By Shannon Golden
BU News Service
Each year thousands of people swarm to Boston to attend the oldest marathon in the country. While Marathon Monday is one of the most anticipated days in Boston each year, the actual race is not the only reason the city looks forward to it.
The 2017 Boston Marathon is expected to bring in $192.2 million for the Boston economy, according to the Greater Boston Convention and Visitors Bureau (GBCVB). That’s the equivalent of $311 for every man, woman, and child living in Boston.
“The Boston Marathon and its related events provide an extraordinary kick start for our visitor season,” GBCVB President and CEO Patrick Moscaritolo said in a recent press release. “The Boston Marathon is the premier and most beloved event in our city and region, and our community looks forward each year to welcoming runners and media from around the world.”
There will be 30,000 official participants this year, including over 6,200 runners traveling from 94 countries outside of the United States and over 1,000 members of the media from more than 200 outlets.
The revenue rates have been increasing slowly each year. Last year’s marathon generated $188.8 million with an entry field of 30,816 athletes. The 2015 marathon generated around $181.9 million with 30,251 participants.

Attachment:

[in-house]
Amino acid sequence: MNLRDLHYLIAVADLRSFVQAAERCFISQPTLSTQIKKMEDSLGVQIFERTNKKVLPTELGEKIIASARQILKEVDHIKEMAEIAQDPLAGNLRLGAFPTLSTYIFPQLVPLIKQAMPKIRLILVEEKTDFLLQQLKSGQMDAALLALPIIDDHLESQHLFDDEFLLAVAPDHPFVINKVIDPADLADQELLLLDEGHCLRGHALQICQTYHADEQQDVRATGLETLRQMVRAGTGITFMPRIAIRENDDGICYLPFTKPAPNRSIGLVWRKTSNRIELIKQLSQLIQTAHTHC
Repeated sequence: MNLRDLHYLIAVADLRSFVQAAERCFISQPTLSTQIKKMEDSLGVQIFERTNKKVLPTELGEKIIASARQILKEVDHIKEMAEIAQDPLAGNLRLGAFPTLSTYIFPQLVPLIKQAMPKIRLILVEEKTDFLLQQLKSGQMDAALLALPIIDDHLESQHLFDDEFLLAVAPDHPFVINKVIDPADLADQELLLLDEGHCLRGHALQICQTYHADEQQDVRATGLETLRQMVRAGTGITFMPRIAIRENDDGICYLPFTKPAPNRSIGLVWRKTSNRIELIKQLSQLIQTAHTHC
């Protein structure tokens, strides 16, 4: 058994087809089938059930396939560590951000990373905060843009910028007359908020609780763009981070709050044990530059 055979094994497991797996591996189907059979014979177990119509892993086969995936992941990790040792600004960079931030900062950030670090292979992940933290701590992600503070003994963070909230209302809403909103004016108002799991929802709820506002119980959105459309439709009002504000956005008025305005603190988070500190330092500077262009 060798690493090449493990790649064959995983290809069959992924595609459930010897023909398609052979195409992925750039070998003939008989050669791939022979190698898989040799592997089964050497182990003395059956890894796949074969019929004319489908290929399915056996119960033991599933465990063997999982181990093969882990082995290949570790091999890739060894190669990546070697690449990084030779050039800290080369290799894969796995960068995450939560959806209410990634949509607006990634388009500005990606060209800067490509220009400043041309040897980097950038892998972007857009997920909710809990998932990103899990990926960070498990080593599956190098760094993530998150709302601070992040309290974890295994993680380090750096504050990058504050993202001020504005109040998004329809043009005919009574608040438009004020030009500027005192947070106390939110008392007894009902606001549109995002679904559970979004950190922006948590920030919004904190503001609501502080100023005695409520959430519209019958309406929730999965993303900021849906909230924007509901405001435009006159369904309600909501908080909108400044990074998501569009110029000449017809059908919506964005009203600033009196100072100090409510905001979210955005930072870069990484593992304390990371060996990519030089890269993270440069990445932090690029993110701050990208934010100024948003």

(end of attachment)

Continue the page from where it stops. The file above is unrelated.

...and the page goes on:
Although the expected revenue is high, it does not quite compare to other major marathons held in recent years in New York or Chicago. The TCS New York City Marathon’s economic impact in 2014 was $415 million. The Bank of America Chicago Marathon had an estimated $277 million impact in 2015.
The Boston Athletic Association released a breakdown of the impact that this year’s marathon is expected to have on the economy.
The 30,000 participants and families at the marathon and related events are expected to spend around $104.6 million this year. Charity fundraising is expected to be around $30 million and spending by spectators and visitors is expected to be around $31.4 million.
When you add in an expected $15.2 million in sponsor and media-related spending and the BAA’s own $11 million in spending, total spending is expected to come up to around $192.2 million this year.
Moscaritolo told the Boston Business Journal that the $192.2 million is actually a very conservative estimate.
“Because it’s a free event and it’s spread out over a 26-mile course, it’s really impossible to know exactly how many people are actually there. All we know is that every one of them, including the runners, many of them who are from other states and from around the world are going to patronize local businesses and create a whole lot of spending,” he said.